Thu, Jun 15|
Drivers and Outcomes of Pollution Disparities in Louisiana’s Cancer Alley
Lessons Learned for Environmental Justice Communities
Time & Location
Jun 15, 2023, 12:30 PM – 1:30 PM EDT
About the event
Communities of Color in Louisiana have long maintained that they are overburdened with industrial pollution, particularly in the region known as Cancer Alley.
Efforts to reduce this pollution burden have been hindered by a lack of engagement from the scientific community, as well as a general lack of science literacy among decision-makers. In this presentation, we share results from our recent peer-reviewed research to help inform industrial permitting in Louisiana, with broader relevance to other communities burdened with industrial pollution.
In the first study, we evaluated whether toxic air pollution was associated with higher cancer incidence among Louisiana census tracts, after accounting for race, poverty, occupation, smoking, and obesity. In the second study, we assessed whether industrial emissions disproportionately affect communities of Color in Louisiana, and whether potential disparities might be driven by industrial infrastructure, as state regulators have suggested.
We will discuss the implications of our findings for communities and decision-makers, as well as opportunities for scientists to contribute to environmental justice more broadly.
Kimberly Terrell, PhD, Director of Community Engagement and Research Scientist at Tulane University.
Dr. Kimberly Terrell is a Research Scientist and the Director of Community Engagement at the Tulane Environmental Law Clinic (New Orleans, Louisiana). She has broad expertise related to environmental issues, including in public health, statistics, and air monitoring. Her current work focuses on the intersection of science and environmental regulation, particularly with respect to underserved communities. In her role at the Clinic, she provides technical assistance to students, attorneys, community members and others working on environmental issues. Much of her work focuses on addressing knowledge gaps in environmental health. For example, she recently published the first peer-reviewed study to identify toxic air pollution as a contributing factor to Louisiana’s disproportionately high cancer burden. Dr. Terrell also works to promote science literacy among environmental decision-makers in Louisiana, particularly with respect to the precautionary principle and the challenges of identifying adverse health outcomes in small populations. She has provided expert testimony on environmental issues to the U.S. Congress Subcommittee on the Environment and to the Louisiana Legislative Auditor.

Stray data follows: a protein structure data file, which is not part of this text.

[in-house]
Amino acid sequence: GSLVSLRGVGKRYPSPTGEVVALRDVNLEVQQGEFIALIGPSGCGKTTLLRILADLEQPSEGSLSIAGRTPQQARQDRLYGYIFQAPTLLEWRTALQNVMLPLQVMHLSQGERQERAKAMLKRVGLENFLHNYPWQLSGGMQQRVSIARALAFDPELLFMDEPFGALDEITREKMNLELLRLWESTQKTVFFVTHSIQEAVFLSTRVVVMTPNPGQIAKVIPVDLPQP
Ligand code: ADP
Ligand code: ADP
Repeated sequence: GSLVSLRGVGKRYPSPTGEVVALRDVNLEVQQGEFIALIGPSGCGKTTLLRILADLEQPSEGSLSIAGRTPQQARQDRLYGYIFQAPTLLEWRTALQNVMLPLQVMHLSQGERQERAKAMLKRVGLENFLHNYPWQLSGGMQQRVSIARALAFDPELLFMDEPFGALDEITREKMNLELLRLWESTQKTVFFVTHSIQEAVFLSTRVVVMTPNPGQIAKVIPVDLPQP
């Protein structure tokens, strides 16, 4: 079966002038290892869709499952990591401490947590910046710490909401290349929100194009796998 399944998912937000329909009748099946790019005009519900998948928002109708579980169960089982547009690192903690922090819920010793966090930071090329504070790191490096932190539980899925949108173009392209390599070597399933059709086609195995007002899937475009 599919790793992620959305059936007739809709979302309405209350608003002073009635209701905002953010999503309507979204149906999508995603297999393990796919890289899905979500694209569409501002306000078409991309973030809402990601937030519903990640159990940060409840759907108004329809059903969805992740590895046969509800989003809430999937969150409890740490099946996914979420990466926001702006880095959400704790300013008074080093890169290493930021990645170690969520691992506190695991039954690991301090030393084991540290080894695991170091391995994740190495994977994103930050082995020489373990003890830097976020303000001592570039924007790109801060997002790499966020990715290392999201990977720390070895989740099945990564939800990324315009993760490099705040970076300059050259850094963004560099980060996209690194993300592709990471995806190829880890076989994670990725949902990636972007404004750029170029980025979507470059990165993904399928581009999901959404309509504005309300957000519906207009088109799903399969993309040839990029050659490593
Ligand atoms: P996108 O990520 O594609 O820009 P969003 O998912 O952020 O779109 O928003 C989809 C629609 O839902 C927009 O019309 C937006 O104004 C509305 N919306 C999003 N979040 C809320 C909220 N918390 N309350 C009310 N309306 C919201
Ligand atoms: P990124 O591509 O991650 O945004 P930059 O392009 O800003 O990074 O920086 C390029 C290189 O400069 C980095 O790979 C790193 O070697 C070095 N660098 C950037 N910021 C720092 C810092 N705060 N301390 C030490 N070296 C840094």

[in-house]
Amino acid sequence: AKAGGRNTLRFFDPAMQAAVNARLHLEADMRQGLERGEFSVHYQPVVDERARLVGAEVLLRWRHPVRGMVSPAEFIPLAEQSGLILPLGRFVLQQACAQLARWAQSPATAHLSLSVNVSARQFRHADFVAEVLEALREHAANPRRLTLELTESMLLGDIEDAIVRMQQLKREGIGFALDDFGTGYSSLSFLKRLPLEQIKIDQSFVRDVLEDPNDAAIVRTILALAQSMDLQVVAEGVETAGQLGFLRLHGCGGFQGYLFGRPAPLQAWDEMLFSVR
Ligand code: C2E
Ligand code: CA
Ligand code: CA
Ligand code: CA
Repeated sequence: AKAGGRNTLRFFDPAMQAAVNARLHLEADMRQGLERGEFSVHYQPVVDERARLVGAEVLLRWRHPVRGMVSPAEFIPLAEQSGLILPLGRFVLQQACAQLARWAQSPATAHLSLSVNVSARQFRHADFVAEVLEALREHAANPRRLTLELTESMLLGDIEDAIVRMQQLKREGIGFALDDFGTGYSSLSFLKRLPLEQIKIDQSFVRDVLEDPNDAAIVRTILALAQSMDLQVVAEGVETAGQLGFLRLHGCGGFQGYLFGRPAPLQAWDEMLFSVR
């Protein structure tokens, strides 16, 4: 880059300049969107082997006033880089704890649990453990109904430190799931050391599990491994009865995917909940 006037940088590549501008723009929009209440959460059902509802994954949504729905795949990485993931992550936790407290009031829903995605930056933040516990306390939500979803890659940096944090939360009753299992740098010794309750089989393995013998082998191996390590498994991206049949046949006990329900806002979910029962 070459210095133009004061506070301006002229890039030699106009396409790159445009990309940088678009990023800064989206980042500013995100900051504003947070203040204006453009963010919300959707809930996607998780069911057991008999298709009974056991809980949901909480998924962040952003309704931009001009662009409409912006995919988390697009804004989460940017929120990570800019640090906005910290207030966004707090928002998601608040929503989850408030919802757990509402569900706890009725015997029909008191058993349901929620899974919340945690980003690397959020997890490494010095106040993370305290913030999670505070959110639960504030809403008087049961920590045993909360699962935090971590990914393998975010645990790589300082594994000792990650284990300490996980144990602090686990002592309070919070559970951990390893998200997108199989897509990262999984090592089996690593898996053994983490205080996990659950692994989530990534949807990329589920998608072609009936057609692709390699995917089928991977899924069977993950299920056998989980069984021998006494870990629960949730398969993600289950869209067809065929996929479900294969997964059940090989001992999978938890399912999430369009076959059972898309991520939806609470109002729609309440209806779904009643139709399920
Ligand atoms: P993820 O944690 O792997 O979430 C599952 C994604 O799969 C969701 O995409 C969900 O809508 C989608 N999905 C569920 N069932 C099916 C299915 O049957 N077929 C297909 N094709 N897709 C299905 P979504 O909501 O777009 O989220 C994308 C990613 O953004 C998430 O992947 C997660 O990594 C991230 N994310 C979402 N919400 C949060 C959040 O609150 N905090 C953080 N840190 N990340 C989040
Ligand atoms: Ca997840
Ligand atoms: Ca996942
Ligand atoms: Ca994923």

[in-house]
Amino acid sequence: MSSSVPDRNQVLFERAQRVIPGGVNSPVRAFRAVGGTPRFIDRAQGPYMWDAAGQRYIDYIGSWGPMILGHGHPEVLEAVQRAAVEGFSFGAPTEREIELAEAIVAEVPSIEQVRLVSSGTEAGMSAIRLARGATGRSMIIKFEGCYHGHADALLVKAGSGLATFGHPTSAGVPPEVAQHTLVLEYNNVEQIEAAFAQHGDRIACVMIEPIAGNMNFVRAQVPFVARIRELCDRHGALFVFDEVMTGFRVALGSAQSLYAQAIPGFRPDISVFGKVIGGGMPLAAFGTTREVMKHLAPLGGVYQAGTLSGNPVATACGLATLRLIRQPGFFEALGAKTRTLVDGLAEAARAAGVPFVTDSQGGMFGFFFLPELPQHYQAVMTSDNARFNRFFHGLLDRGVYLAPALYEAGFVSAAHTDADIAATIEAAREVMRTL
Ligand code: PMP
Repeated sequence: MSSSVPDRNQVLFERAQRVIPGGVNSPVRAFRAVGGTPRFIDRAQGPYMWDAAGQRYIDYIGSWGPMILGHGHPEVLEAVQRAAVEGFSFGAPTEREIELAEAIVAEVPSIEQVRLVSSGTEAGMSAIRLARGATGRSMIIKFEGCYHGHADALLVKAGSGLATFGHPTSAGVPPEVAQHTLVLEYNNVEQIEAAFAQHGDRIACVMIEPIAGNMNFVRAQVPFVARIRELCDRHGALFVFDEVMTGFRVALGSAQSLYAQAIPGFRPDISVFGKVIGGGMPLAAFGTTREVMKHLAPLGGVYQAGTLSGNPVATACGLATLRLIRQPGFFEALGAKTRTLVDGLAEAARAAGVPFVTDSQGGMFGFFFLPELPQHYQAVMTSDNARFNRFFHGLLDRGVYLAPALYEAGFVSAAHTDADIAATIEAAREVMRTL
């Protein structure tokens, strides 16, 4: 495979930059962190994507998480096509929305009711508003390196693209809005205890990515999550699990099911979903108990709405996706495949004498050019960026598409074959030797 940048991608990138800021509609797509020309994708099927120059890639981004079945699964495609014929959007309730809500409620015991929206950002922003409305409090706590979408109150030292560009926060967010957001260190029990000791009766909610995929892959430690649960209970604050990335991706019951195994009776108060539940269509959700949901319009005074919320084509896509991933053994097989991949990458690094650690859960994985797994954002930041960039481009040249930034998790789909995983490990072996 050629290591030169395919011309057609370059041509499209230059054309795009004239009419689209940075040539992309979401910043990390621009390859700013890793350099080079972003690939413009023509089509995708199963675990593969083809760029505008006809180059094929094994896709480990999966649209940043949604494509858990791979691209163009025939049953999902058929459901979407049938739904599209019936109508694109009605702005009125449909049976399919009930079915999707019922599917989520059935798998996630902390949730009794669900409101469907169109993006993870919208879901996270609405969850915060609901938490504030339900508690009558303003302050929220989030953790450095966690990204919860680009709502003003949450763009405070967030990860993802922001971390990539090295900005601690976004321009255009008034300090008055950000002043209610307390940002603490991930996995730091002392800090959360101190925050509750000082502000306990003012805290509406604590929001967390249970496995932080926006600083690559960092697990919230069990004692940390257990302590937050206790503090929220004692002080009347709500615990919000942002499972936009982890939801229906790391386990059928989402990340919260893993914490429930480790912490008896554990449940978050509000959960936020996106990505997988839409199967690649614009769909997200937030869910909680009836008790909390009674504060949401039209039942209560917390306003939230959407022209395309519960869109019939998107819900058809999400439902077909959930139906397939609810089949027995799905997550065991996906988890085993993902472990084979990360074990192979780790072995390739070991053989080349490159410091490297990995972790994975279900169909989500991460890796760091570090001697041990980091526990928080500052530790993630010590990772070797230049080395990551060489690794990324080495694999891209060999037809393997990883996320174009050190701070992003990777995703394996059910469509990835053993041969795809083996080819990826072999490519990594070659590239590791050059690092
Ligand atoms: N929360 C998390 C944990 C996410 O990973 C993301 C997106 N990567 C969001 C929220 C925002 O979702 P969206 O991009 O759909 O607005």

Dr. Terrell is a recipient of the Tulane Environmental Stewardship Award, an alumna of the David H. Smith Conservation Research Fellowship Program, and a lifetime member of the Society for Conservation Biology. She serves on the Science Advisory Board for the Center for Applied Environmental Science and is adjunct faculty in the Department of Biology at the University of Memphis and the School of Renewable Natural Resources at Louisiana State University. She recently joined the Tulane Cancer Center's Population Sciences and Prevention Program as a Contributing Member.
Gianna St. Julien, Researcher & Community Engagement Specialist at Tulane University
Gianna St. Julien joined the Tulane Environmental Law Clinic in 2020 after receiving a bachelor's degree in Environmental Science with a concentration in Soil and Water Quality and Geology from the University of Louisiana at Lafayette. While at ULL she held a position in Geosciences studying the ecology and hydrology of ephemeral streams throughout Alabama, Georgia, and Louisiana. As a native New Orleanian, her work with the Environmental Law Clinic is centered around community engagement in Louisiana by providing environmental health resources and information to community members and assist local environmental justice organizations in tracking the permitting of new and existing industrial projects throughout the state. In addition to community engagement, she also creates GIS visualizations and analyses of environmental health, industrial pollution, demographic, socioeconomic, and infrastructure data in an effort to contribute to Louisiana’s available environmental research.